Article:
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Org Biomol Chem. 2004 Nov 21;2(22):3204-18. Epub 2004 Oct 14.

Molecular similarity: a key technique in molecular informatics.

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Unilever Centre for Molecular Science Informatics, Department of Chemistry, University of Cambridge, Lensfield Road, Cambridge CB2 1EW, UK.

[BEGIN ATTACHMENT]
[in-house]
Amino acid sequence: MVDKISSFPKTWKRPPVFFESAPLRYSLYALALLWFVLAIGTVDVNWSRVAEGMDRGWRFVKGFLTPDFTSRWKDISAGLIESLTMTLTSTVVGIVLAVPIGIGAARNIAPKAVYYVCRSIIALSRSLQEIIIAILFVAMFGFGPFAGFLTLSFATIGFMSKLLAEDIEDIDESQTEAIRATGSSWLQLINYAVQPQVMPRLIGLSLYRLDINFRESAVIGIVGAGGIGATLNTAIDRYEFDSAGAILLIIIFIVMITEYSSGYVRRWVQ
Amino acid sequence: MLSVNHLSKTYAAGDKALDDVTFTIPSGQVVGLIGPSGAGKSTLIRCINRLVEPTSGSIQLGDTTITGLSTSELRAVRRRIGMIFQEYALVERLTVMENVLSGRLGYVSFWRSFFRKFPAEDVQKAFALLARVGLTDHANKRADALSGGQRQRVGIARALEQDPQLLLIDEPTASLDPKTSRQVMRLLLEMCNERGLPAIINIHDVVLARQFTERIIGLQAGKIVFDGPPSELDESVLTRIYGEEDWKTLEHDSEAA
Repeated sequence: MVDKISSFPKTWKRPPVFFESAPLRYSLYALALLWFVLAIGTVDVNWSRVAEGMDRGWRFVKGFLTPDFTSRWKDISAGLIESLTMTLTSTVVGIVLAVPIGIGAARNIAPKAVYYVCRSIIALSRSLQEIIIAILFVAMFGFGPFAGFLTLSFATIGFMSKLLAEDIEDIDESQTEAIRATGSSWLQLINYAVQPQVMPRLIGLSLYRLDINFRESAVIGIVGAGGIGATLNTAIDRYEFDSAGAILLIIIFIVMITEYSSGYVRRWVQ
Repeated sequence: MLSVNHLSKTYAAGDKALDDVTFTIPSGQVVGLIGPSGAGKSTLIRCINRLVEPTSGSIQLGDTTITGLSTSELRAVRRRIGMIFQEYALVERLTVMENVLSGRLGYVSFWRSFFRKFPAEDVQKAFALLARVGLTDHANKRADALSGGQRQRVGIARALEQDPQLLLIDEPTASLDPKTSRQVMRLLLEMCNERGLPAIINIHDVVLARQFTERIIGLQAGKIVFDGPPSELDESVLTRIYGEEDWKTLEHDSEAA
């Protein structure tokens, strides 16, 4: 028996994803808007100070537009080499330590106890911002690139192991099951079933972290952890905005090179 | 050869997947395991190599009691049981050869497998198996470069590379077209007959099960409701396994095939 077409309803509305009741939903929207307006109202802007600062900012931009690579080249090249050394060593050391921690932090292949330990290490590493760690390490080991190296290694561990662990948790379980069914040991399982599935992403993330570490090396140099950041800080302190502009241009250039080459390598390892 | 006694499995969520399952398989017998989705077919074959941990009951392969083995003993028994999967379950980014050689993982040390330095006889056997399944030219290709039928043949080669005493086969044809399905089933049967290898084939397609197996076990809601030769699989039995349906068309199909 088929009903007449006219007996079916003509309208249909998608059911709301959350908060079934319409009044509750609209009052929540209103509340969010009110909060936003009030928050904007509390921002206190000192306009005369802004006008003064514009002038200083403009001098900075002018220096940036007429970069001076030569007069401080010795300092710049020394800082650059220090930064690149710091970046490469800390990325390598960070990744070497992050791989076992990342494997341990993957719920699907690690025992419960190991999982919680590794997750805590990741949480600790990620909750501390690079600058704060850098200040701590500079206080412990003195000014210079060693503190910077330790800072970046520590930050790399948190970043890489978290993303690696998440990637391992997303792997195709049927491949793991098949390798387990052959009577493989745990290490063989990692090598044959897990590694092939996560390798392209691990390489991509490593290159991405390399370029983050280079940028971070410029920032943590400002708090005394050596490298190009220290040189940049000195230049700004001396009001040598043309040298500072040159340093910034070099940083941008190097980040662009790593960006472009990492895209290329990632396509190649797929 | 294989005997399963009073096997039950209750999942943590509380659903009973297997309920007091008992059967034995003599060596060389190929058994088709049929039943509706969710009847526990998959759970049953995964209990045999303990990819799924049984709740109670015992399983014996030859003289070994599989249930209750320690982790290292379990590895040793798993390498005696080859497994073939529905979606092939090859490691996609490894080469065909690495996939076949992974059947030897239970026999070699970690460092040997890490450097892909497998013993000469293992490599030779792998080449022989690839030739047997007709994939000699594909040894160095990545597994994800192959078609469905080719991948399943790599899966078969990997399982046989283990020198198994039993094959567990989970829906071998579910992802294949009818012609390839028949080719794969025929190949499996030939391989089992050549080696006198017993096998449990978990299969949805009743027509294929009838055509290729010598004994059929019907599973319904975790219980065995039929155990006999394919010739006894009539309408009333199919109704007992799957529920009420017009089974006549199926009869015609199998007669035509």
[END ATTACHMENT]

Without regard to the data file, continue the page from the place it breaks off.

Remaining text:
Molecular Informatics utilises many ideas and concepts to find relationships between molecules. The concept of similarity, where molecules may be grouped according to their biological effects or physicochemical properties has found extensive use in drug discovery. Some areas of particular interest have been in lead discovery and compound optimisation. For example, in designing libraries of compounds for lead generation, one approach is to design sets of compounds "similar" to known active compounds in the hope that alternative molecular structures are found that maintain the properties required while enhancing e.g. patentability, medicinal chemistry opportunities or even in achieving optimised pharmacokinetic profiles. Thus the practical importance of the concept of molecular similarity has grown dramatically in recent years. The predominant users are pharmaceutical companies, employing similarity methods in a wide range of applications e.g. virtual screening, estimation of absorption, distribution, metabolism, excretion and toxicity (ADME/Tox) and prediction of physicochemical properties (solubility, partitioning etc.). In this perspective, we discuss the representation of molecular structure (descriptors), methods of comparing structures and how these relate to measured properties. This leads to the concept of molecular similarity, its various definitions and uses and how these have evolved in recent years. Here, we wish to evaluate and in some cases challenge accepted views and uses of molecular similarity. Molecular similarity, as a paradigm, contains many implicit and explicit assumptions in particular with respect to the prediction of the binding and efficacy of molecules at biological receptors. The fundamental observation is that molecular similarity has a context which both defines and limits its use. The key issues of solvation effects, heterogeneity of binding sites and the fundamental problem of the form of similarity measure to use are addressed.

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